If you knew what average to expect everyday, you could handle it more easily. But it's not that simple.
Stress hits you in unexpected waves - or instantaneous spikes - most often caused by others' idiocy or extraneous factors such as:

- For some inexplicable reason, I could not access the Internet when I booted up the machines this morning. After fiddling around the hardware connections, the problem righted itself OK but after about 40 minutes.

stress level 10/10

- The customer sends an 'urgent' e-mail at 1 pm telling me to right away send the files she was expecting first thing in the morning when I told here that I would be delivering EOB.

stress level 7/10

- A new PM just can't get e-mails right and I have to field 4 or 5 extra inquiries to straighten things out.

stress level 4/10

To answer this question, I really have to say "Other N/A" since it's never an average. Stress comes out of the blue like a bolt of lightning. The more experienced you are, the more you know how to deal with it. But stress is stress.

Here's an article I found. The young woman in the picture might even be a translator. Poor lass! icon_smile.gifhttp://www.helpguide.org/articles/stress/stress-symptoms-causes-and-effects.htm


 

Mario Freitas  Identity Verified
Brazil
Local time: 08:28
Member (2014)
English to Portuguese
+ ...
Stress is over, thank God! Sep 3, 2015

I used to be very stressed with my work before I became a full-time translator. Working in-house, having a boss and working hours is what causes stress. As soon as I eliminated in-house jobs from my life, I was never stressed again. My family thanks me and God everyday ever since.

Believe me, if you have never worked in-house, with a boss and working hours, you do not know what professional stress is. And I hope you'll never find out. Those who have worked only as freelance translators so far will consider a tight deadline, eating and sleeping irregularly and a lot of work a real stress. My dear, this is NOTHING compared to the moral harassment and dirty competition, typical of the traditional office/company environment.

[Edited at 2015-09-03 23:29 GMT]


 

Stephanie Mitchel  Identity Verified
United States
Local time: 05:28
French to English
Not to mention the commute! Sep 3, 2015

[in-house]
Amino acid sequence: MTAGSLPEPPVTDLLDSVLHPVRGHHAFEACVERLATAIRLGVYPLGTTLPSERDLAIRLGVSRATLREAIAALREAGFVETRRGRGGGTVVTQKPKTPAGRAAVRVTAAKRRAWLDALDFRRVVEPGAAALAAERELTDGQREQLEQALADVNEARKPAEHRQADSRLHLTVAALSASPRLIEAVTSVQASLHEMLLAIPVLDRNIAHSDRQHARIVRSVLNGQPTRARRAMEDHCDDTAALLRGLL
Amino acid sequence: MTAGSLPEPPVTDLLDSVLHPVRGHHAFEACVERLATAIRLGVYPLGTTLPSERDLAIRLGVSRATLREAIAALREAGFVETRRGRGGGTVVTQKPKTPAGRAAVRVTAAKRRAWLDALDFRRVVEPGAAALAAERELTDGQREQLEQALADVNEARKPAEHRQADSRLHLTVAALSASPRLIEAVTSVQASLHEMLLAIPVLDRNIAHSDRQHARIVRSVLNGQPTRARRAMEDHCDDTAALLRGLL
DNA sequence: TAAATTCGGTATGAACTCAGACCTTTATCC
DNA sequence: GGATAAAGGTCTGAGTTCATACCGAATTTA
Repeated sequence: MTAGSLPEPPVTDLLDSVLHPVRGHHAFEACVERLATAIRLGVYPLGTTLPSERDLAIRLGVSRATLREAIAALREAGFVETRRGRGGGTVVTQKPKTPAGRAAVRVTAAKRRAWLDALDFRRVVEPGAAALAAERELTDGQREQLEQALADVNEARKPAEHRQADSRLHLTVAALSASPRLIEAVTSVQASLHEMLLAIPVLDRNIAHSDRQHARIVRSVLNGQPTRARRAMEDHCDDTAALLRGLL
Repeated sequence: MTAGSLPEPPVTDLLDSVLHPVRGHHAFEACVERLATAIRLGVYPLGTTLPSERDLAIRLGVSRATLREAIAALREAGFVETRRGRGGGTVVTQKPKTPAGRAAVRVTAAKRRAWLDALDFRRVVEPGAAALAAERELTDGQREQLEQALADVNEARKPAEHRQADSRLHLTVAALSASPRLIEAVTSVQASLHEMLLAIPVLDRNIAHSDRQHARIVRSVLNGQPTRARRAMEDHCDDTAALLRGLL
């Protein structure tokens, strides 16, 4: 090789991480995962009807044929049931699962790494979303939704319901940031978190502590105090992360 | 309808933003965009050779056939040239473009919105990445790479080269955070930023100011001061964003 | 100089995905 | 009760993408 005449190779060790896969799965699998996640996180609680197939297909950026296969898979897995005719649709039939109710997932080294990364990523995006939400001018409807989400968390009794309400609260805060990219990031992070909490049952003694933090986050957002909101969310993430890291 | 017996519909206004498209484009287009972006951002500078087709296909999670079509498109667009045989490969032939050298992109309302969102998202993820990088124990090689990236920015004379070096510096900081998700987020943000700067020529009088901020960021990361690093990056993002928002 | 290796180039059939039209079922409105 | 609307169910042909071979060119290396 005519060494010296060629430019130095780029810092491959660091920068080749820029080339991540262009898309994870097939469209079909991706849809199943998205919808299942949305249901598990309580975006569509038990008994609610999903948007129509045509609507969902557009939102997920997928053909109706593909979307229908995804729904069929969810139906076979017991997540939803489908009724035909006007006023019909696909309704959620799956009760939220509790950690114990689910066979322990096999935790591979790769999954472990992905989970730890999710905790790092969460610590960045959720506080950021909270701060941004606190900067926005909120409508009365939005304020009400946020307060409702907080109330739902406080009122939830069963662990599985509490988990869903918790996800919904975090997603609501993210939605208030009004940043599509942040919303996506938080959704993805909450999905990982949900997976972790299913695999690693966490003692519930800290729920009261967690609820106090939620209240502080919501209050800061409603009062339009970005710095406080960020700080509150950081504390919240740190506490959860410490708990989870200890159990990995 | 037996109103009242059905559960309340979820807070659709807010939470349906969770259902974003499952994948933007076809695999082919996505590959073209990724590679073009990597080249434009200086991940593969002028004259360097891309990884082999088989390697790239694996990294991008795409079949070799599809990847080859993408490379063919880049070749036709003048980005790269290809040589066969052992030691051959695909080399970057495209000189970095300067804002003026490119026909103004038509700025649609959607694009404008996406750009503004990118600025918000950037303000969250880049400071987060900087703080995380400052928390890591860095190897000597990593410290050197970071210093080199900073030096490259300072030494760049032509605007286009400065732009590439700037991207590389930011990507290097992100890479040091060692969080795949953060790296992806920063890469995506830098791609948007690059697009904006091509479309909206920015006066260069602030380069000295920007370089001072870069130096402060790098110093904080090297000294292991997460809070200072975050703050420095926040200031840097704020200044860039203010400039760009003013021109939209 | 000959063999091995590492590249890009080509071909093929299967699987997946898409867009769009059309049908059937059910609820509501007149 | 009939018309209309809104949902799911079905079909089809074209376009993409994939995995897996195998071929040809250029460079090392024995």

Mario Freitas wrote:
My dear, this is NOTHING compared to the moral harassment and dirty competition, typical of the traditional office/company environment.

[Edited at 2015-09-03 23:29 GMT]


I have worked in some classic pressure-cooker translation agencies, suffering blasting AC, endless meetings, incredibly repetitive work, zero guidance / full liability, office politics, and the knowledge that my time was going down the drain. AND sat on the highway two hours every day for the privilege.

The upside was I knew when I would get my little check; the downside was the rest of it.


 

Mario Freitas  Identity Verified
Brazil
Local time: 08:28
Member (2014)
English to Portuguese
+ ...
But, Steph, this is quite unusual, Sep 4, 2015

Stephanie Mitchel wrote:

Mario Freitas wrote:
My dear, this is NOTHING compared to the moral harassment and dirty competition, typical of the traditional office/company environment.

[Edited at 2015-09-03 23:29 GMT]


I have worked in some classic pressure-cooker translation agencies, suffering blasting AC, endless meetings, incredibly repetitive work, zero guidance / full liability, office politics, and the knowledge that my time was going down the drain. AND sat on the highway two hours every day for the privilege.

The upside was I knew when I would get my little check; the downside was the rest of it.


I agree with you that may have been quite stressing, but meetings and two hours on the highway are not part of a regular freelancer job. It's more like the in-house jobs I mentioned. A freelancer hardly ever has any physical contact with their agency or client. As a matter of fact, I only have one single client in my own town. All others are more than 500 miles away. This type of contact, although very stressing, is not a freelance issue.

[Edited at 2015-09-04 03:28 GMT]


 


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Poll: How would you describe your work-related stress level on an ongoing basis?